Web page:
In some societies, spices have been traditionally used in wound healing, treatment of gastrointestinal symptoms, diabetes, rheumatic disorders, rhinitis, common cold and pain [11,12]. It was determined with this study that Turkish adult individuals think spices have positive effects most commonly on flu/common cold, cough and digestive system (Table 3). In some previous studies, these thoughts of Turkish adult individuals have been scientifically proven [12-14]. It has been determined that many Chinese medical herbs have effects similar to antiviral medications in treatment and prevention of influenza, and they are partially effective in treatment of sore throat [13,14]. Again, it has been supported that spices enhance digestion by stimulating via salivary and gastric secretions. In addition to this, it was also determined that they may reduce gastrointestinal cancers by shortening transit time of foods through the gastrointestinal tract [12].

In this study, use of spices, reasons for use and beliefs about health did not differ by gender in general. However, as an interesting finding, status of having a chronic disease was determined to reduce frequencies of spice use in both genders partially (Table 4). Although studies generally report that spices are used for prevention and treatment of some diseases [11,12,15], this study has shed light on that individuals may experience even a little confusion about spice use in presence of a chronic disease.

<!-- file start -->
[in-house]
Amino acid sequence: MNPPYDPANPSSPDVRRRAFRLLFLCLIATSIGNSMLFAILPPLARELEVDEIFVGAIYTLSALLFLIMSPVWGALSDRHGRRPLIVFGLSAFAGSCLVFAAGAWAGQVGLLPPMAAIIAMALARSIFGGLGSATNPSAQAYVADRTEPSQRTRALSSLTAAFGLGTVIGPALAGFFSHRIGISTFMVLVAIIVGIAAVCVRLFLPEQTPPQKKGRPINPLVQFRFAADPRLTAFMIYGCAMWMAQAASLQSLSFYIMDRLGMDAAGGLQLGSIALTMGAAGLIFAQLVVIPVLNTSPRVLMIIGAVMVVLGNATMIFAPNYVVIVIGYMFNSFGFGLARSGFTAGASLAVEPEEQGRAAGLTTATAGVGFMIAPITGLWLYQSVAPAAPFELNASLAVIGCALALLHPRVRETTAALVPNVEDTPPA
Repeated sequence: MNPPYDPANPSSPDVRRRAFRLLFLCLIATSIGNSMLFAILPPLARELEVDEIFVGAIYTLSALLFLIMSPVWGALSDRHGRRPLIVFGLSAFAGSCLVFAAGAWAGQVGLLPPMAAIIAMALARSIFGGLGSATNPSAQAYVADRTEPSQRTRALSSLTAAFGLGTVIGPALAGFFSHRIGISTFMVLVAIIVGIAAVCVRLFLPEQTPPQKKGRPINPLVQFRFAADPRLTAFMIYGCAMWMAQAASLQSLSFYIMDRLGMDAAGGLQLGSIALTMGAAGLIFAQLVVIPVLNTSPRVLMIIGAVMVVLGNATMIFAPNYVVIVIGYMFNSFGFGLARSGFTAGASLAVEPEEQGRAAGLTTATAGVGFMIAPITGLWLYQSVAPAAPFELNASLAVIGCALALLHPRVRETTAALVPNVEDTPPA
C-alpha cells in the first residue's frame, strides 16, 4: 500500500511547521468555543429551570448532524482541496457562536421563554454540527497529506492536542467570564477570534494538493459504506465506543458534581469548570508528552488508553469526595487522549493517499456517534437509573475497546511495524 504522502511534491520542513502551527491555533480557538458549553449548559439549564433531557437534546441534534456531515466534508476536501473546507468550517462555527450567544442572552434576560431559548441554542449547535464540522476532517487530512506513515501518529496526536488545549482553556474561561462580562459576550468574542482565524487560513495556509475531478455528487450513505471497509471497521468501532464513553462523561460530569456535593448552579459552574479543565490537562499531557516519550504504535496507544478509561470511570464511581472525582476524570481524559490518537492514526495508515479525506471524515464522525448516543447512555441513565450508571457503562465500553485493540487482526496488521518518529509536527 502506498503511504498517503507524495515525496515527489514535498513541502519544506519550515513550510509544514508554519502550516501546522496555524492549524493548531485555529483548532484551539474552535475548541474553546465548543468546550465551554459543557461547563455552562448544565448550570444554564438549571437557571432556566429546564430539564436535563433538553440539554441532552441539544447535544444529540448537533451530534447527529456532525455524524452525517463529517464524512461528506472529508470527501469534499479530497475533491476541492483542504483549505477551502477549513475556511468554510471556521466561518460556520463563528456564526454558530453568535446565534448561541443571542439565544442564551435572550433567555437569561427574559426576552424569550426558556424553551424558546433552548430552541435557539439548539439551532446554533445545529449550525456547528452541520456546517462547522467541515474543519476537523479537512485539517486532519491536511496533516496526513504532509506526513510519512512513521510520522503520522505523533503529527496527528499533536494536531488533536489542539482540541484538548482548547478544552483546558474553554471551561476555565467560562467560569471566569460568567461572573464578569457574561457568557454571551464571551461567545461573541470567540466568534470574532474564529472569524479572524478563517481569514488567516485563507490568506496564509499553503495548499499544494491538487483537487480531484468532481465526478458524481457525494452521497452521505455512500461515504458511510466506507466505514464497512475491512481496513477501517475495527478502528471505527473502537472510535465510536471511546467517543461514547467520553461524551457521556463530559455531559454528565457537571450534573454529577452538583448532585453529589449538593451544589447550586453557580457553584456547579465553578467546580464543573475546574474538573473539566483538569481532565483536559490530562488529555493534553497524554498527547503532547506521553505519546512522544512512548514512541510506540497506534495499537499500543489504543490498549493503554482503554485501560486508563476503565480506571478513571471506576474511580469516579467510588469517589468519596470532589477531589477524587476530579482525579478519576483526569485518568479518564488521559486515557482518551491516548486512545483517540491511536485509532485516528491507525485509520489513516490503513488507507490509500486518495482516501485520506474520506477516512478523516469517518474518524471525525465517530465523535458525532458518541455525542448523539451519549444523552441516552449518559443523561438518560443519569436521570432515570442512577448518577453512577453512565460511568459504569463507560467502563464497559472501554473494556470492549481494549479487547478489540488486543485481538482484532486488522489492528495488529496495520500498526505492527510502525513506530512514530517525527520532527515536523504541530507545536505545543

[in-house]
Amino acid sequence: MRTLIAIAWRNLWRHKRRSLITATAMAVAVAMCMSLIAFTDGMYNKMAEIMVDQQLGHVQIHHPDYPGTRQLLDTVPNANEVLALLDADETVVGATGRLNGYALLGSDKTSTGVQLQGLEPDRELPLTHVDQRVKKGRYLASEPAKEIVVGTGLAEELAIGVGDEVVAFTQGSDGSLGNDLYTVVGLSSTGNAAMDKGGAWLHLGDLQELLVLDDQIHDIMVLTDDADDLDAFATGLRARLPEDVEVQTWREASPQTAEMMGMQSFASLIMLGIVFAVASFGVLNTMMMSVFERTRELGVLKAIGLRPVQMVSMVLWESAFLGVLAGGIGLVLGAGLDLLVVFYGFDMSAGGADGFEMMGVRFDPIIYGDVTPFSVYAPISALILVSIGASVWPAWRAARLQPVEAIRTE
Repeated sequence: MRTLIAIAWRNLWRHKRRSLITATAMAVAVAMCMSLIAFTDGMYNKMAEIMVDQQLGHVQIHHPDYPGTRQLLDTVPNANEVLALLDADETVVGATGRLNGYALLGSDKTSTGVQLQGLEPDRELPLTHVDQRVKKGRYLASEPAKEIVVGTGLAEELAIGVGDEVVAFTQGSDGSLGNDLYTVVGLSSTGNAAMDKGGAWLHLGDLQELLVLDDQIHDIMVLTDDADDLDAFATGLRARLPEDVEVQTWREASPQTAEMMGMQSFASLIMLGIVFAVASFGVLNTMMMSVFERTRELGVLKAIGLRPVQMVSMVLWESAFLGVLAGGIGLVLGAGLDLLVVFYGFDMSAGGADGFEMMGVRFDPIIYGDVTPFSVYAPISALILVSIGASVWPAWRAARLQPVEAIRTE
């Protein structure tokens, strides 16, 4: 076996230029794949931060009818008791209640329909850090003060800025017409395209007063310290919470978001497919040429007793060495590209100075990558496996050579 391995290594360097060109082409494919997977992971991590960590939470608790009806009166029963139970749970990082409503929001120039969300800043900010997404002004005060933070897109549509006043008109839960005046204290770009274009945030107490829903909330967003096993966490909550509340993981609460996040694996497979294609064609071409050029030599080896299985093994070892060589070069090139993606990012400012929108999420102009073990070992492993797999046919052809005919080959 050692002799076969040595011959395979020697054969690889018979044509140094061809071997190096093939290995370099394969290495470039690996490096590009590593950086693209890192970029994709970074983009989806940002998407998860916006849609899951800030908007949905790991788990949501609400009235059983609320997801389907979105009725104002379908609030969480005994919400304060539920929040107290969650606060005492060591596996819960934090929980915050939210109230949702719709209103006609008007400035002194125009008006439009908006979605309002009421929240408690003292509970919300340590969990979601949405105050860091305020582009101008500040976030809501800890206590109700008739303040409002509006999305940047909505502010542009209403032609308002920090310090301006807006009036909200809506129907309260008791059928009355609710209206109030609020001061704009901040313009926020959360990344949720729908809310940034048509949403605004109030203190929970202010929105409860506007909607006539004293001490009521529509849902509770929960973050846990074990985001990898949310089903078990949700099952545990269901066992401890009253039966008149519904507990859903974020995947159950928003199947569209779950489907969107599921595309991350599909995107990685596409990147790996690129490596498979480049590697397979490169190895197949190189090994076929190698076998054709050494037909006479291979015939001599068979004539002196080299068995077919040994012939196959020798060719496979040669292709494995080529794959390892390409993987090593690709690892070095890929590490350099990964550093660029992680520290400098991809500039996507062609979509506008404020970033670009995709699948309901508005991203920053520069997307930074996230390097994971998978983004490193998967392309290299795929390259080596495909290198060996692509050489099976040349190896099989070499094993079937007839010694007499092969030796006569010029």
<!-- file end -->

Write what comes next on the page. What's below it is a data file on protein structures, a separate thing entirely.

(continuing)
In conclusion, while frequency of spice use among Turkish adult individuals is common, spices are thought to be used for health and to have positive effects. While factor of gender is not an important determinant in spice use among Turkish adult individuals, it may be an important determinant of status of having a chronic disease. It is necessary to conduct much more studies on this issue.

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© 2019 Nilüfer ACAR TEK. This is an open access article distributed under the terms of the Creative Commons Attribution License , which permits unrestricted use, distribution, and build upon your work non-commercially.